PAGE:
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A geologist salary is typically negotiated during the hiring process, and varies depending on a number of important factors: level of expertise, expected duties, competition, and economic climate. A geologist is a type of scientist who is focused on the substances that form the planet earth, as well as other planets in our solar system. Geologists can be found working for government agencies, post-secondary educational institutions, research institutes, and mining companies.
In order to become a geologist, candidates must complete a graduate degree in geology from an accredited university. The minimum number of years of post-secondary education required to obtain this level of training is seven years of full-time school. Many geologists go on to complete their doctoral degrees, which requires an additional commitment of four to five years of school.
The primary factor that impacts a geologist salary is the level of expertise. In this field, expertise is a combination of academic credentials and field experience. Academic credentials are easy to measure, and the salary scale varies depending on the level of education completed. There is no differentiation between schools at the graduate level, in terms of salary. For example, a candidate with a master’s degree from a state university will be paid the same as a candidate with a master’s degree from Yale University®.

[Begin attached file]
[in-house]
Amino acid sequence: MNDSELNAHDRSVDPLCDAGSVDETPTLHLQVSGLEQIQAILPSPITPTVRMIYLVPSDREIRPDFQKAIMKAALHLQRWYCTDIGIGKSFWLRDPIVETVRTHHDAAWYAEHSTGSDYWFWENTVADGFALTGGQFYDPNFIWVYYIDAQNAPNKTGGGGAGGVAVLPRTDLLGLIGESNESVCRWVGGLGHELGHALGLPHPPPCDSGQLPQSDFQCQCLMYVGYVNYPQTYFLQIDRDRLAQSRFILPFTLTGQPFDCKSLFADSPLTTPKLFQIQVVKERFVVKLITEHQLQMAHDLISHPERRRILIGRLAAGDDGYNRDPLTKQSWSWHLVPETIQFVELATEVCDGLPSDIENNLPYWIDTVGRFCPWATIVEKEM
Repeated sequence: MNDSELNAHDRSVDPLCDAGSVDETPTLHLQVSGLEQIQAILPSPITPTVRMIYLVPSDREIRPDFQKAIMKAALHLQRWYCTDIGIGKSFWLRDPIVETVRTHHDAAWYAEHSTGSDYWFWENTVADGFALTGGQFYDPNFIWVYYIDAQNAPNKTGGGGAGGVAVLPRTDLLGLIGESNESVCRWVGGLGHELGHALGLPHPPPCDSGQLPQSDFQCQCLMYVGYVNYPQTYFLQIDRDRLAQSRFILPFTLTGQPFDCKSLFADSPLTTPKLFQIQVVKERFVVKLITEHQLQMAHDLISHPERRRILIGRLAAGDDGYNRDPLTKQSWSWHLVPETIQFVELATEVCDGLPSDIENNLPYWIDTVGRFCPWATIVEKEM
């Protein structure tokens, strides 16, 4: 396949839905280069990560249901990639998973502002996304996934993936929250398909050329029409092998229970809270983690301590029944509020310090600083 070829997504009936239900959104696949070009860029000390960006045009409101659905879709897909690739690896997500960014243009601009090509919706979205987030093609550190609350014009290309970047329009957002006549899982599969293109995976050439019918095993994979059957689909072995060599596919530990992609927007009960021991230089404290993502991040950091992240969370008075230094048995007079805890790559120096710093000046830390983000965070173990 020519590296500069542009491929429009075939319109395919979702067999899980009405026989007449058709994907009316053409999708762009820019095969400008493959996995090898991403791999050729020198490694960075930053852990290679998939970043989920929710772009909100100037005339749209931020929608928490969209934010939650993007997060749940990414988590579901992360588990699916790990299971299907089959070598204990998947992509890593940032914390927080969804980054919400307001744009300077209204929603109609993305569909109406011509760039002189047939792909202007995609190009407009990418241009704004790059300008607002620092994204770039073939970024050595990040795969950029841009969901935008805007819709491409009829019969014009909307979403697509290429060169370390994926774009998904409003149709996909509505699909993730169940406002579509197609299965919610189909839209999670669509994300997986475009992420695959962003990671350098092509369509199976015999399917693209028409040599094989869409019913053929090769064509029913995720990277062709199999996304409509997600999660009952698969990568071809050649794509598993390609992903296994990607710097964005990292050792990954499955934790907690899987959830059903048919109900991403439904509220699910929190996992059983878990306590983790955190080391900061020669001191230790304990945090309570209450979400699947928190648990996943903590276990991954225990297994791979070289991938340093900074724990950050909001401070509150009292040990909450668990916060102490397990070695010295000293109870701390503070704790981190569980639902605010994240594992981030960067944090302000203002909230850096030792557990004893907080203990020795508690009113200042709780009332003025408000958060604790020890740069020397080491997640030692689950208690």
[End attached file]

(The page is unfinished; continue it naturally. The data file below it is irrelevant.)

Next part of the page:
The expected duties of a geologist vary widely, and this has a direct impact on a geologist salary. There are three primary areas of work for a geologist: teaching, research, or field work. Teaching positions pay more initially, but have a slower rate of increase over time. Salaries for research positions vary widely by institute, rate of publication, and granting agency. Many research institutes have a teaching component that is required to hold the position. Field work is the highest paying job for a geologist, but requires long hours, extensive travel, and has a high degree of risk.
Competition has a large impact on a geologist salary, as is the case in academic or research positions. The richer the field of applicants for a position, the lower the position will pay. This combination is often found for prestigious or high profile opportunities. A position in a remote location with minimal interest will typically pay more, as the employer needs to attract quality candidates and keep them employed to complete the work.
The economic climate has a huge impact on geologists’ salaries. In an economic downturn, funding available from government agencies shrinks. Research funding will typically continue to be maintained for long-term projects already under way, but new projects will be delayed.
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